The Fall of Erlon by Robert H. Fleming

Note from Sarah: Congrats to The Fall of Erlon for being the Critiquing Chemist and her Bookish Boffin’s first semifinalist of SPFBO6!

Medium: Kindle

Overview (No Spoilers):

The Fall of Erlon contains many of the elements I particularly enjoy in fantasy literature, from expansive worldbuilding to detailed, unique characters. With an extensive cast providing various viewpoints and a myriad of supporting characters, it was effortless to keep track of them all as each have their own distinct voice and role. 

The pacing is steady, if somewhat slow through certain sections, but this measured tempo didn’t deter my interest in the slightest as it is apparent that the story is building toward something significant. Fleming maneuvers his sprawling pawns into action, all the while hinting at new key players waiting in the wings, yet to be revealed. Fleming also alludes several times to one particular betrayal during a battle, years in the past that shifted the winds of war and shaped the present day predicaments, but as of yet the particulars have not been elaborated upon. It’s likely that the dramas of the past will be fodder for future novels in the series. 

An issue I kept finding myself mulling over was the absence of the small towns and the general residents of Erlon. Although the empire is blessed with a large military presence, where are the families of these mostly nameless general soldiers, or the camp followers? With so much conflict, there should be refugees all over the place, but we are only privy to the movements of the armies. 

As a whole, Fleming establishs a solid, intriguing foundation for the rest of the series to build upon. In many ways, I felt as though The Fall of Erlon acts as a prequel, with the introductions made and the pieces in position for a new war to begin in the still fresh ruins of the last prolonged conflict that preceded much of this novel. 

Overall, Fleming plays right into my personal reading preferences with regard to its level of detail, character depth, and worldbuilding, making The Fall of Erlon a highly enjoyable read. I eagerly await the next installment to find out just how it will all unfold.  

Additional Insight (Spoilers Abound):  

  • I enjoyed Elisa’s evolving and strong female presence. Especially as she rises above her father’s large shadow to emerge as her own leader.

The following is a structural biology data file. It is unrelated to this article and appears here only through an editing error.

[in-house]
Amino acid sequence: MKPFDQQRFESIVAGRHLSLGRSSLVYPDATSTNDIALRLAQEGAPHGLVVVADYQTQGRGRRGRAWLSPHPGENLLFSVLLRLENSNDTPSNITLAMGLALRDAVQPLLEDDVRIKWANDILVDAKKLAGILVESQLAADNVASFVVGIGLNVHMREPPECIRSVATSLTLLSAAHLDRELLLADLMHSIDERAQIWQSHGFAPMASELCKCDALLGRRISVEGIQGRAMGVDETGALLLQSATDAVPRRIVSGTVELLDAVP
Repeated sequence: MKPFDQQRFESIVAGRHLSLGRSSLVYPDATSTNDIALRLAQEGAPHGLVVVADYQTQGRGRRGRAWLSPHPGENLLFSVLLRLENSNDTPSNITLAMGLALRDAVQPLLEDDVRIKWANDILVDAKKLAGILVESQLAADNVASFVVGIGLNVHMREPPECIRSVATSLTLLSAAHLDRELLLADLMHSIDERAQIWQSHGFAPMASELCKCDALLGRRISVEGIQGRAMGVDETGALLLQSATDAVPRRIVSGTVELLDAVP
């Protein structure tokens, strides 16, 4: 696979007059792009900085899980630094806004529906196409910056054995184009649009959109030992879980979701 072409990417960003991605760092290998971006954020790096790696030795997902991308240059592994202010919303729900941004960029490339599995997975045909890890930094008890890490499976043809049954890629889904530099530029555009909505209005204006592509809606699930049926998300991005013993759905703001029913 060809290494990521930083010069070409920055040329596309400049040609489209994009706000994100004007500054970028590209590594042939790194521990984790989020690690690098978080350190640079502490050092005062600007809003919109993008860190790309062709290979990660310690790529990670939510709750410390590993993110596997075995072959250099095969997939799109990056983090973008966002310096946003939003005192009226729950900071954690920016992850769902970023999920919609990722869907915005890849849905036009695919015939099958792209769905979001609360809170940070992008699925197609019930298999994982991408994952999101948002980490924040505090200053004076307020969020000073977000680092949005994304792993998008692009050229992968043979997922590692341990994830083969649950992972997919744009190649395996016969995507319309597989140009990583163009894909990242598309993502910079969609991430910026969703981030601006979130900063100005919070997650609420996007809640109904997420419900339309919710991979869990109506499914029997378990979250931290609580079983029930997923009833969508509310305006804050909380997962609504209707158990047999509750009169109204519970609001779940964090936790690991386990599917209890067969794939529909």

• Will Nelson allow the Emperor Lannes to be on the battlefield again? How will the world respond to Nelson releasing the Emperor from his exile?
  • I’m a little confused on the definition of a guide vs. a god. If I’m understanding this correctly, they’re really the same being. Are they actually the same as Lodi, just with magic because they are all Lakmian?
  • What a great epilogue! We learn that Epona is alive and that she didn’t want to leave her loved ones. How did she know about the abandoned city at the end of the desert in the north? What magic will she find? What is she seeking?
  • Why did Thirona betray Erlon at Three Bridges? What is the story behind this disaster? 
  • Why are Erlon’s enemies so focused on capturing Elisa?
  • Will Pitt find the glory that will save his family from poverty?
  • Will Rapp mature beyond his spoiled royal self as a result of this difficult position he finds himself in?
  • Does Leberecht fear that the Kurakin will betray him once the cities have fallen? Why would they put him in power? Is the treasured sword actually from the Ascended One?
  • Mon’s death was hard. It was inevitable that the reader would come to appreciate the gruff old man. Will the surrounding cast start to have depth layered to their already intriguing characters? 
  • How will Andrei’s story evolve now that he is a prisoner of war?


  1. […] The Fall of Erlon was part of The Critiquing Chemist’s SPFBO6 Phase One Batch and we enjoyed it so much that we picked this title to move forward as our finalist. Gods of Gunpowder is the second book of The Falling Empires saga, which picks up just as winter is waning and the battles are poised to resume. Firmly ensconced in the flintlock fantasy genre, with emphasis on military maneuvering, battles on two different theaters take up the majority of the focus for Gods of Gunpowder. For example, the first fifty percent of this read involves preparing for, waiting on, and the commencement of one battle, not to mention dealing with the aftermath. In each of the three key fighting scenes Fleming weaves together intricately choreographed twists and turns that involve volleying back and forth between different perspectives on both sides of the battle lines. That said, so much energy goes into crafting these points of conflict and the capturing the myriad of emotions such situations elicit that continued character development is compromised in the process. Despite significant potential, there’s a slew of characters, such as Lauriston’s generals and Thirona, who the reader knows very little of their backstory. Even the main characters experience minimal further development, despite being put in repeatedly dangerous situations. […]


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